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Silent Screams: An Anthology of Socially Conscious Dark Fiction Kindle Edition
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Top customer reviews
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Admittedly, I am not a typical fan of dark fiction, but I was intrigued by what might be meant be "socially conscious dark fiction". I found, as I was reading many of these stories, a sense of horror and disgust arising (something I am not typically accustomed to with my standard literary diet), and there were times I had to put the book down to digest this new fare. As I thought about what I had read, I came to the realization that this is a great medium for helping the reader to have a visceral reaction to real-life horrors that we often turn a blind eye to. I SHOULD should be supremely disgusted by human trafficking, the epidemic of eating disorders, and the exploitation of impoverished people (among the many other issues highlighted by this book).
I found the selection in Silent Screams to be a well-crafted anthology of stories that are designed to make readers think deeply about the world they live in. Although many of the selections are dark and horror-inducing, there are a few delightful pieces that make good use of humor and levity as well.
I highly recommend this book for both those who love dark and speculative fiction, as well as those who, like me, want to add a little variety to their bookshelf.
One thing I would like to make perfectly clear about this anthology: it’s rough. Not as in it’s a solid first attempt by a new editor. It’s rough in the sense that a lot of its stories carry that specific kind of cruelty in what I like to call ‘clinging’ horror stories. Stories that tend to leave you feeling sad, alienated or just make you cringe in horror long after you’ve put down the book.
From stories about casual child-on-child abuse to tales from perpetual African civil wars to a short tale of a creature that was never meant to be, Silent Screams boasts a lot of horrific variety without resorting to any of the usual cliches in horror fiction. Yes, a few of the stories lean toward some good old tropes, but the authors have done a great job with turning them on their heads.
There might be readers that could be turned away by the byline however: “socially-concious dark fiction” did sound preachy when I got my hands on the copy but I was pleasantly surprised. The editor did a good job of picking smart, subtle stories that hammer their point home without bashing you over the head with it. Emory Watts has also done a stellar job with the interior art and the anthology’s haunting cover.
Some of the stories were a bit on the nose, however. It makes sense, since subtlety is something that takes skill, but even those stories did have a solid narrative and a good plot with a lot of creepy scenes thrown in.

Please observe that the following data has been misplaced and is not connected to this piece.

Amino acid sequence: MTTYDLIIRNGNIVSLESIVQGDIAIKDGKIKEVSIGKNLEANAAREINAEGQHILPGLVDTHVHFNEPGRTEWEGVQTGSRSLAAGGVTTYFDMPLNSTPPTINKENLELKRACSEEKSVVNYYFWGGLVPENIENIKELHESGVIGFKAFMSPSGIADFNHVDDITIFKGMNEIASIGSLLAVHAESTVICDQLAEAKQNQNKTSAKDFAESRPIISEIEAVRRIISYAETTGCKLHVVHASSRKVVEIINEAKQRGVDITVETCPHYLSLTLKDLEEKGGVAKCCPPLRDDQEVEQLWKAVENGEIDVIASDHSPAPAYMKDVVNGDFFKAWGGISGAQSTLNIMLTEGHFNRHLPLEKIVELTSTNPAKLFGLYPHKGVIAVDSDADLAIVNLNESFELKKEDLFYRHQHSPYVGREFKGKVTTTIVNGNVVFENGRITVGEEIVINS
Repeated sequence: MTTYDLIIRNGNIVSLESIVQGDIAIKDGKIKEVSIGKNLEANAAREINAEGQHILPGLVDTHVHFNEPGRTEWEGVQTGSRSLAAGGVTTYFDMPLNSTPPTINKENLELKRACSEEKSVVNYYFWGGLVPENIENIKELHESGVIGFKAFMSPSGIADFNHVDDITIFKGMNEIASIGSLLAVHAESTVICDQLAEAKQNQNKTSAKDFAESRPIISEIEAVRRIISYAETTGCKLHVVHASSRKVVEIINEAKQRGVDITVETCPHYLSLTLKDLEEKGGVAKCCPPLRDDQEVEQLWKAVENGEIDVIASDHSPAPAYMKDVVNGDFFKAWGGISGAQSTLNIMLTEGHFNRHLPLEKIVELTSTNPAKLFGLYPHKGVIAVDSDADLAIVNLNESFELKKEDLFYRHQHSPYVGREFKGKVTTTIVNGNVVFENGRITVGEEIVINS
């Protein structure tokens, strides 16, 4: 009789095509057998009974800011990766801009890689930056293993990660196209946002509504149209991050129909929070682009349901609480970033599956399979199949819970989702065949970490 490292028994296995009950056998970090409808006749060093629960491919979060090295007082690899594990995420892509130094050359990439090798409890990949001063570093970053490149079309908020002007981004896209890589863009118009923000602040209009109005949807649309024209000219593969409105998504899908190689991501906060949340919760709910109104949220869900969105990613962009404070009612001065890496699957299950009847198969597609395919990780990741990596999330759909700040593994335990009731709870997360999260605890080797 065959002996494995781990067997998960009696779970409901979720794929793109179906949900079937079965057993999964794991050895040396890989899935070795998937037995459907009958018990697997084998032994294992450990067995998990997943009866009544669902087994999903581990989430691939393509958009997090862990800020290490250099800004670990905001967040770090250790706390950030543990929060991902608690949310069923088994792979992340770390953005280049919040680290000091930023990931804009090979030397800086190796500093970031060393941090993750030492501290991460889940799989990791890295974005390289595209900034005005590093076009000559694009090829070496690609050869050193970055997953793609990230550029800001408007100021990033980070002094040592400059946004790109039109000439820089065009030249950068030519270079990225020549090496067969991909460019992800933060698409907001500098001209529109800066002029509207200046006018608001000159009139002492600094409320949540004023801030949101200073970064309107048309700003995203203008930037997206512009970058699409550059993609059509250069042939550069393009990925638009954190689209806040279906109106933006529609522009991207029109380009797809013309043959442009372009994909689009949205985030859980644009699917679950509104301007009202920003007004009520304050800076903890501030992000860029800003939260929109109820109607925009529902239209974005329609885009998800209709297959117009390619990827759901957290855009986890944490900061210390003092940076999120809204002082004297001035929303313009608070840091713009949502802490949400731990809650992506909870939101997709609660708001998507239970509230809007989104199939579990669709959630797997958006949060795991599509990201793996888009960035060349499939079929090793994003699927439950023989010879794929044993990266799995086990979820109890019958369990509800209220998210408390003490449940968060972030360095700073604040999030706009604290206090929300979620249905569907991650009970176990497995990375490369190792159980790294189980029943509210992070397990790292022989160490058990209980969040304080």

So if you’ve had your fill of conventional Lovecraftian terror and want to try something other than regular old horror, give Silent Screams a try. It will be worth your time.
** DOWN BUT NOT OUT AT THE END OF THE WORLD by LISA MORTON
** THE HEATED DOOR by JAMES VAN PELT
** MRS. LEARY'S HOME FOR THE LIVING IMPAIRED by SEAN M. DAVIS
** HAND by CHANTAL BOUDREAU
** FRANKS by GARTH UPSHAW
** A PRESENTATION TO THE IMPERIAL SOCIETY OF MANCERS by STEPHEN S. POWER
** THE UNTELEPATHIC MAN by IGOR TEPER
Overall: Four-and-a-half out of Five stars
Therefore, I was expecting a bunch of psychological horror, real-world plausible stuff, human monsters, killers, abuse, cruelty, the could-happens ... and found myself surprised by the number of them featuring more fantastical elements. Not necessarily a bad thing, just, also not necessarily matching that initial set-up. Anyway, fantastical elements aside, the emotions and experiences are what counts, and those were satisfyingly effective.
This time, I ended up with two tied-for-top fave picks. One is Igor Teper's "The Untelepathic Man," an unusual exploration of disability and difference, understanding. empathy, and society. Imagine being the only person in your community lacking a vital skill or major sense; what would that be like for you? What would it be like for everyone around you?
The other tied-for-fave is "The Words That Bite" by Frederick Obermeyer, an unusual apocalypse for everyone who ever got tired of the old 'sticks and stones' adage, in which the full destructive potential of words get unleashed, and what you say really can come back to bite you.
Other standouts include Helen Catan-Prugl's "The Lady in the Billboard," "Tyrant's Fall" by Andrew M. Seddon, "Moretta" by Aurora Torchia, "My Secret Thorns" by Rebecca Birch, and Chantal Boudreau's "Hand."
I also really liked Garth Upshaw's clever twist on some tropes in "Franks," though it ended much too soon; I'd definitely want to read more or longer works set in that world.
All in all, a nice variety, many more hits than misses as far as I'm concerned. Some new names to watch out for, too. Definitely worth a look.